|The first excerpt represents the past or something you must release, and is drawn from Life in the Iron-Mills by Rebecca Davis:
the poor puddler. He laid it down, hiding his face again in his
"Hugh, don't be angry wud me! It's only poor Deb,--hur knows?"
He took the long skinny fingers kindly in his.
"Angry? God help me, no! Let me sleep. I am tired."
He threw himself heavily down on the wooden bench, stunned with
pain and weariness. She brought some old rags to cover him.
It was late on Sunday evening before he awoke. I tell God's
truth, when I say he had then no thought of keeping this money.
Deborah had hid it in his pocket. He found it there. She
watched him eagerly, as he took it out.
Life in the Iron-Mills
|The second excerpt represents the present or the deciding factor of the moment, and is drawn from Tarzan the Untamed by Edgar Rice Burroughs:
enrage him as, with demoniacal roars, he sprang upon the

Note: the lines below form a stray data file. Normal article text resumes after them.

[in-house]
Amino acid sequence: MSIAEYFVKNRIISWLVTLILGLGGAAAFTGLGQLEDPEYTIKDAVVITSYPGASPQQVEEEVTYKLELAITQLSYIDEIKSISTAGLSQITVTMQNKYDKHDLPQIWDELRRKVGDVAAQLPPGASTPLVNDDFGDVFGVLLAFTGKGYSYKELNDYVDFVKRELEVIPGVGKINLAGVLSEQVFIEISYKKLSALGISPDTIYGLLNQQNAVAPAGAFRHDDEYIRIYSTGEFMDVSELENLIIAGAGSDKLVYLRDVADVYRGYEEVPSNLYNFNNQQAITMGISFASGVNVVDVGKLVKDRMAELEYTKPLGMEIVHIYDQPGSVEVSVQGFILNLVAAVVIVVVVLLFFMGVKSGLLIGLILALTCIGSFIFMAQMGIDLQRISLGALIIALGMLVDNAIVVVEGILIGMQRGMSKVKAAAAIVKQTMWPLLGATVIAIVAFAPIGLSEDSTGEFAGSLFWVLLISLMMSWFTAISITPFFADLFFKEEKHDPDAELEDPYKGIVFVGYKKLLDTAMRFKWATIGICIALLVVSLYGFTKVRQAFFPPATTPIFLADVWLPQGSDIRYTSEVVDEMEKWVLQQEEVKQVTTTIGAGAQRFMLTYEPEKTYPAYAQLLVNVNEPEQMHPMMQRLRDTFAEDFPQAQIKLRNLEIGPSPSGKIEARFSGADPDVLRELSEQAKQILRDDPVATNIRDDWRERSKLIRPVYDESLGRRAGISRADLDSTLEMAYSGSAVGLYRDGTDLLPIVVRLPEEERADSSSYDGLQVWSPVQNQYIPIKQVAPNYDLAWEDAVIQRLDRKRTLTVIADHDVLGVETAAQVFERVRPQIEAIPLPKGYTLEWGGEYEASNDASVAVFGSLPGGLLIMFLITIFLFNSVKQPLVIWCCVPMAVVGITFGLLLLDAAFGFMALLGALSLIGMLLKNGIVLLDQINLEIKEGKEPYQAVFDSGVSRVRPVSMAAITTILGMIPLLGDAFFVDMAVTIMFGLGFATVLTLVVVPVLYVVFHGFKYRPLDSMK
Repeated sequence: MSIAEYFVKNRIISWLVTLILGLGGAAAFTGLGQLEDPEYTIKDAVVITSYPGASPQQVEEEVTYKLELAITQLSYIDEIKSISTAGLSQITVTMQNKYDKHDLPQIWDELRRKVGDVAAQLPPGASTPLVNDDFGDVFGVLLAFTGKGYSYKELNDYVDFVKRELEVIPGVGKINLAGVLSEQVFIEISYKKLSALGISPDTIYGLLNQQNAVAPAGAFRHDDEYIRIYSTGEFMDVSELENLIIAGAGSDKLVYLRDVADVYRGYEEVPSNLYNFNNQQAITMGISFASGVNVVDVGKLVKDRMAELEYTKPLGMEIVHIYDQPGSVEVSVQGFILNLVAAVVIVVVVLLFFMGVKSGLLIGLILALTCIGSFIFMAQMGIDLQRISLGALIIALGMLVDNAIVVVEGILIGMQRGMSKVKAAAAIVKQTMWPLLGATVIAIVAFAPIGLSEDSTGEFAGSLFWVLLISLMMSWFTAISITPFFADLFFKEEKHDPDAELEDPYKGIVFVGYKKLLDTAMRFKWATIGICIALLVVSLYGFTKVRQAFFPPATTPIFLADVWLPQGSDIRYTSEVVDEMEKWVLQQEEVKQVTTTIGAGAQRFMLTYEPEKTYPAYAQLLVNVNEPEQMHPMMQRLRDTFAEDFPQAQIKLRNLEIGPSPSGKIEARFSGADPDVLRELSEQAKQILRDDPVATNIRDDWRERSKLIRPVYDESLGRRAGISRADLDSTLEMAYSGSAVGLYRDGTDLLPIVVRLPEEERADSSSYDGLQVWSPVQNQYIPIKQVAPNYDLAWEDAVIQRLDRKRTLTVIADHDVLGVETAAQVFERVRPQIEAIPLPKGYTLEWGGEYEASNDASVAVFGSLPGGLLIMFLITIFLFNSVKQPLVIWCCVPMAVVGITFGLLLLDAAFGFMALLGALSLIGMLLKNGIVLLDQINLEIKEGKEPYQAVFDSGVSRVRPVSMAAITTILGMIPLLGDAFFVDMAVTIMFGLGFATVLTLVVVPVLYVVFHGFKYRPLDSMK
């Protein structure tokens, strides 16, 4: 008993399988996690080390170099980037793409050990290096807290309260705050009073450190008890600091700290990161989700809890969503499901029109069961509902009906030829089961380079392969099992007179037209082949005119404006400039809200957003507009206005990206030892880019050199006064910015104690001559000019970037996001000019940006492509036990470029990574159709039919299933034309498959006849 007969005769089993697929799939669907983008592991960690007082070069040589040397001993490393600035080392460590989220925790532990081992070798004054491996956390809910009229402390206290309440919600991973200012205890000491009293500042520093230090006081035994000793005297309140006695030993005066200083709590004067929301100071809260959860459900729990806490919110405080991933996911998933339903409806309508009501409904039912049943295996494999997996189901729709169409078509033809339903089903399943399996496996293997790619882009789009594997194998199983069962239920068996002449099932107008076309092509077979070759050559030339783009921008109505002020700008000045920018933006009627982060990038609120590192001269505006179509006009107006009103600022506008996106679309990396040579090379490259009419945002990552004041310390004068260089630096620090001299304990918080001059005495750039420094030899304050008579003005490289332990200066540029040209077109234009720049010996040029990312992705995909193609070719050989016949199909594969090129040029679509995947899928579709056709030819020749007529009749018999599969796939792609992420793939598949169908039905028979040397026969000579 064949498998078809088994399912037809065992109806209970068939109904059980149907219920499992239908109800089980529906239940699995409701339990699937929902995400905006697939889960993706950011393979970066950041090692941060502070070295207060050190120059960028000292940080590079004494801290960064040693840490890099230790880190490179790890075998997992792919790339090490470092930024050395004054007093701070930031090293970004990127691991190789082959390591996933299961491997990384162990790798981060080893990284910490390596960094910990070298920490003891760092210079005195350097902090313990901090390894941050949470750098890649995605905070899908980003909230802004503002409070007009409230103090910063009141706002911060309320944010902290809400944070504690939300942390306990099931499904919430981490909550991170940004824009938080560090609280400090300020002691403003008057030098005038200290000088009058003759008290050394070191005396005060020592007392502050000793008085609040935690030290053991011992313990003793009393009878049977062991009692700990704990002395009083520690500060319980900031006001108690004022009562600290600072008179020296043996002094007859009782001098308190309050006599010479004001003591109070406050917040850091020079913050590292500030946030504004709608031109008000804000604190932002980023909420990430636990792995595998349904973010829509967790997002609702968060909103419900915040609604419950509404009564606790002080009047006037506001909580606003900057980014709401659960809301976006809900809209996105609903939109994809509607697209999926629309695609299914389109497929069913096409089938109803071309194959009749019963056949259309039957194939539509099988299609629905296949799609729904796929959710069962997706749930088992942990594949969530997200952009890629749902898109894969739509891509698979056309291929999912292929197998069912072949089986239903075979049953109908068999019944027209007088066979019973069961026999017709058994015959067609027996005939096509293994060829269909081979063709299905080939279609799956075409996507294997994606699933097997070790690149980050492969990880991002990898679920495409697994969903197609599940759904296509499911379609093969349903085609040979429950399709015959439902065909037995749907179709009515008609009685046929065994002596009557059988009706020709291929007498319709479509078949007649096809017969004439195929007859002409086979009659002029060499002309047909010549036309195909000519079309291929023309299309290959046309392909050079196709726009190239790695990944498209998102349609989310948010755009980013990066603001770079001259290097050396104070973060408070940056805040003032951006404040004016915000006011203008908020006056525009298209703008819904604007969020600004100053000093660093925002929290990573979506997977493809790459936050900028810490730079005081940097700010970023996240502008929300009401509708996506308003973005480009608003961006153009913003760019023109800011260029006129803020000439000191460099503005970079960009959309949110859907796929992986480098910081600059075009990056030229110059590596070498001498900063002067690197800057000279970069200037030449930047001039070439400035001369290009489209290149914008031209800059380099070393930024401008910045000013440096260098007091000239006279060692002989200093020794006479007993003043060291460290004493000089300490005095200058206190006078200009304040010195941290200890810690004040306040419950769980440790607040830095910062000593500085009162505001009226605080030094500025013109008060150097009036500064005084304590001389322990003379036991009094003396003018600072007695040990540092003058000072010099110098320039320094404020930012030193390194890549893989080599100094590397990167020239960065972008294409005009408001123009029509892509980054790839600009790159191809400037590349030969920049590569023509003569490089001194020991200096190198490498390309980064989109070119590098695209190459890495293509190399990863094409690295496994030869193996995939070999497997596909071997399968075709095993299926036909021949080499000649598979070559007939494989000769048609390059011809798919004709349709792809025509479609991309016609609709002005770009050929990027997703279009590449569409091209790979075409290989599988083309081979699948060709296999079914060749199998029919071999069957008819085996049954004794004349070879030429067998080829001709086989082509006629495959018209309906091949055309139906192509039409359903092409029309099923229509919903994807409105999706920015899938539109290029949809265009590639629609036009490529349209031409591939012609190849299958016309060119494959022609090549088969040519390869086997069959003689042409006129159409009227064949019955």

hapless man he had singled out for his prey. Scarcely pausing
in his charge he seized the fellow by the shoulder and, turning
quickly at right angles, leaped into the concealing foliage
that flanked the trail, and was gone, bearing his victim with
So quickly had the whole occurrence transpired that the
formation of the little party was scarcely altered. There had
been no opportunity for flight, even if it had been contem-
plated; and now that the lion was gone with his prey the men
made no move to pursue him. They paused only long enough
Tarzan the Untamed
|The third excerpt represents the future or something you must embrace, and is drawn from The Picture of Dorian Gray by Oscar Wilde:
with one of those characteristic British faces that, once seen,
are never remembered; and her husband, a red-cheeked,
white-whiskered creature who, like so many of his class,
was under the impression that inordinate joviality can atone for
an entire lack of ideas.
He was rather sorry he had come, till Lady Narborough,
looking at the great ormolu gilt clock that sprawled in gaudy
curves on the mauve-draped mantelshelf, exclaimed: "How horrid
of Henry Wotton to be so late! I sent round to him this morning
on chance and he promised faithfully not to disappoint me."
It was some consolation that Harry was to be there, and when the door opened
The Picture of Dorian Gray